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Gross Domestic Product Outlook
Read our current GDP forecast »
Gross domestic product is the broadest indicator of the economy, measuring the value of final goods and services produced in the U.S. in a given time period. It is perhaps the most closely watched indicator as well, serving as a guidepost for Federal Reserve interest rate policy and for budgeting in both government and private industry.
At Kiplinger, we examine what trends are driving GDP up (or down) and forecast its future direction quarter by quarter.
Interest rates are of tremendous interest to borrowers (for whom they are a cost) and lenders (a category that includes individuals trying to get some return on their bank savings). Almost everyone is in one or both categories. The level of short-term rates, such as those used by banks when loaning each other money overnight, is set by the Federal Reserve through its Open Market Committee, usually at regularly scheduled Fed meetings.
Market interest rates, including those in money markets and offered on consumer products such as certificates of deposit (CDs), follow the Fed's lead but are also subject to other influences — for example, risk, transaction costs and expectations of inflation. Generally, the longer the period of the loan, such as with 10-year Treasury Bonds or mortgages, the more important market factors become compared with the Federal Reserve's actions. We forecast both what we expect the Federal Reserve to do in the near term and to what extent that will affect the direction of long-term interest rates.
Inflation is the generally rising price of goods and services, or why things cost more. It's measured by the Department of Labor using a sample, dubbed a "market basket," of what people in urban areas in the U.S. actually buy each month. Then each month, data collectors check the prices of those items. From that research, we get the Consumer Price Index (CPI). A component of that index, the core inflation rate, which excludes the more volatile prices of food and energy, is also closely watched. At Kiplinger, we forecast changes in both.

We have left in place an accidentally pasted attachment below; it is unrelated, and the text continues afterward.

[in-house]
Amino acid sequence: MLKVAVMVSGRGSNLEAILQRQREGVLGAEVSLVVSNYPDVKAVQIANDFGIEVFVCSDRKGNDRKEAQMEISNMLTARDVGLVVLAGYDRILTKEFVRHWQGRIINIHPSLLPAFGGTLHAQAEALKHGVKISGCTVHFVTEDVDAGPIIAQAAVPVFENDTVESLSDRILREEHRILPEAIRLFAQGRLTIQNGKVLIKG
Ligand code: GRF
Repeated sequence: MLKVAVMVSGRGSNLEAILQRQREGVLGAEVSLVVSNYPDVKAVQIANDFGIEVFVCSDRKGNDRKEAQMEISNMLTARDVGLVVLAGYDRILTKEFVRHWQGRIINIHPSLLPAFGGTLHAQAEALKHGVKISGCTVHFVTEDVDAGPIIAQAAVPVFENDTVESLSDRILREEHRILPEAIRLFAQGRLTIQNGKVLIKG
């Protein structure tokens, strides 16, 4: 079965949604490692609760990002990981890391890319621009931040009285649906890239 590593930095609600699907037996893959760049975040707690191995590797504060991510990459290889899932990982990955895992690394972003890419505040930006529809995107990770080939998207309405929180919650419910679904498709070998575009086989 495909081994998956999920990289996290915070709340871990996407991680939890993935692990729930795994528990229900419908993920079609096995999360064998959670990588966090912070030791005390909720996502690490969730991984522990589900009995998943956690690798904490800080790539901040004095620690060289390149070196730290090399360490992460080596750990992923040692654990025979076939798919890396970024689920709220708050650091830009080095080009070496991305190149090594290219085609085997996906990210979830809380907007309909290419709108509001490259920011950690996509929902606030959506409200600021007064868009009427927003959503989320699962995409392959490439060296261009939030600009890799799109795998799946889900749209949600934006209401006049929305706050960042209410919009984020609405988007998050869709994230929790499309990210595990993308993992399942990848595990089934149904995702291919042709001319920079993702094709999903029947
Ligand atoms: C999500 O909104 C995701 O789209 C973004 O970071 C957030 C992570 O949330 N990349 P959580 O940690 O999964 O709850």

Economists generally believe that moderate inflation is best for an economy. Prices that are rising too quickly cause consumers heartburn, of course, but prices that are flat or falling are a problem, too. This condition, known as deflation, makes debts more expensive to pay back and can lead to declining business investment.
If gross domestic product is the broadest indicator of the economy, employment is the one most personally felt. These are people's jobs we're talking about.
Two distinct metrics make up the employment forecast. The more important one is the "payroll report," a summation by the Department of Labor of how many jobs the economy has created (or lost) each month. This data is broken out by sector, such as manufacturing, mining and health care. Note that simply to keep up with population growth, the economy needs to add more than 100,000 jobs every month; otherwise the unemployment rate will rise.